Which Joe gave his name to ‘sloppy joes’? We look at five interesting sandwiches and their lexical origins.
1A word that is formed from an already existing word from which it appears to be a derivative, often by removal of a suffix (e.g., laze from lazy and edit from editor)
- ‘Since this use of 'ginger' is considered obsolete by the OED, these instances suggest a re-invention via back-formation rather than a survival of the old word.’
- ‘The name ‘Troynovant’ is a back-formation from ‘Trinovantes’, the name of the powerful British tribe that lived north and east of London.’
- ‘It was re-introduced in 1896 by Max Beerbohm as a deliberate and humorous back-formation from uncouth but has never really become established again in mainstream English.’
- ‘The verb ‘to wrong’ is more common than the noun, and indeed the noun probably gets its enclitic meaning by back-formation from the verb.’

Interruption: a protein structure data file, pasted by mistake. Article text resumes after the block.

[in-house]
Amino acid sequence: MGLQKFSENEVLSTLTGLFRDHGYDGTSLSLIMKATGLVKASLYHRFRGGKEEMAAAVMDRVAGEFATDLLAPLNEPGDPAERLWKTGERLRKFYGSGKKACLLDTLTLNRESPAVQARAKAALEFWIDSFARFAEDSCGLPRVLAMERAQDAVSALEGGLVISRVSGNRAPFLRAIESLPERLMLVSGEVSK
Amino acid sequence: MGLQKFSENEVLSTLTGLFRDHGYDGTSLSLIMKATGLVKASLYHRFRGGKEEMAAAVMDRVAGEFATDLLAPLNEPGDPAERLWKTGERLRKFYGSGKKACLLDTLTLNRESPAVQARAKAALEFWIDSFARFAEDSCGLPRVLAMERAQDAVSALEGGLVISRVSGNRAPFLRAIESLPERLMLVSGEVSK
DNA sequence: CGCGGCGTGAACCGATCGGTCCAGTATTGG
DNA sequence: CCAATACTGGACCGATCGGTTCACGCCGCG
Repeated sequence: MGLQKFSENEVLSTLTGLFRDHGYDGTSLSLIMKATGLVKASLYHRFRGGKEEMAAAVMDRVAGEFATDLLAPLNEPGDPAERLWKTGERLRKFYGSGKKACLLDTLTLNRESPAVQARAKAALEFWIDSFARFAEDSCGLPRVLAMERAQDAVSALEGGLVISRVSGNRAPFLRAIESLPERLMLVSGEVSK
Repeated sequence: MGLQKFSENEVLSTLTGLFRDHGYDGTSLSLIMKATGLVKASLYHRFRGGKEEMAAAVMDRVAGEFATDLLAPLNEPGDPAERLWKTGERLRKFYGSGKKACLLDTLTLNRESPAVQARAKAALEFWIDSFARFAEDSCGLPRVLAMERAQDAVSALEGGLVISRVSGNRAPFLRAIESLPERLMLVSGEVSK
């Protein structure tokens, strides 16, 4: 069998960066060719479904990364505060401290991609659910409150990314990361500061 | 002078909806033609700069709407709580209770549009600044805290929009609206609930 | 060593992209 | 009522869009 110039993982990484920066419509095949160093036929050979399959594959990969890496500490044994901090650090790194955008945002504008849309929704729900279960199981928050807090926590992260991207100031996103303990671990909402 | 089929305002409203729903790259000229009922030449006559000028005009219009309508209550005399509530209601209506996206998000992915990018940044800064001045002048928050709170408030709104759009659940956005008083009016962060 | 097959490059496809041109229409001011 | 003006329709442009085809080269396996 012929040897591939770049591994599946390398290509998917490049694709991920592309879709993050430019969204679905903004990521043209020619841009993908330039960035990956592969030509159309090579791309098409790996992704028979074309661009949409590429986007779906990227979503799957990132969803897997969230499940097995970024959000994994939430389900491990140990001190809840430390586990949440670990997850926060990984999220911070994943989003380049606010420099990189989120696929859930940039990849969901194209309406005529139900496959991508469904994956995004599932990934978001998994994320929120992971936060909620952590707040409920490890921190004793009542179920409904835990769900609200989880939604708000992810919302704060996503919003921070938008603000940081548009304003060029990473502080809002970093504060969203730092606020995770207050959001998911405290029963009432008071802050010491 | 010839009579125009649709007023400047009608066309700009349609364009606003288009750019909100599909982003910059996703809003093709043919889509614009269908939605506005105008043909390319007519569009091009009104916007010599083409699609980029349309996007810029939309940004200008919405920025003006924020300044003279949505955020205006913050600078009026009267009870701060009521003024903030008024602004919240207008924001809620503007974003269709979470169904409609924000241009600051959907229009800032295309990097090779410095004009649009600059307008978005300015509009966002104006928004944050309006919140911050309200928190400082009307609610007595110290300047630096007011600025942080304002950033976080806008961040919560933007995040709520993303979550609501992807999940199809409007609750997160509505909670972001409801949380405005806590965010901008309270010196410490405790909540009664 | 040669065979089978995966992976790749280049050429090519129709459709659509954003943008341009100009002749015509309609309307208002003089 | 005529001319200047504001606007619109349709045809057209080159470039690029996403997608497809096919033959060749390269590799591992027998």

- ‘It was evidently a back-formation of gullibility, which in turn was an alteration of cullibility, ultimately from cull, meaning ‘a dupe’.’
- 1.1The process by which back-formations are formed.
- ‘Rather, he says, ‘semi-auto’ is short for ‘semi-auto-loader,’ a translation from the German, and ‘semi-auto’ was lengthened by back-formation to ‘semi-automatic.’’
- ‘By a curious process of back-formation, a number of brand names, products and logos - Aeroplane jelly, Arnott's biscuits, Holden cars, Vegemite, the Qantas kangaroo - became national symbols in their own right.’
Are you looking for a word for a foolish person? We explore twelve interesting words to describe the dunderheads in your life.
Before you run for the hills, let’s run through a list of ‘run’ expressions that are running through our minds.
The definitions of ‘buddy’ and ‘bro’ in the OED have recently been revised. We explore their history and increase in popularity.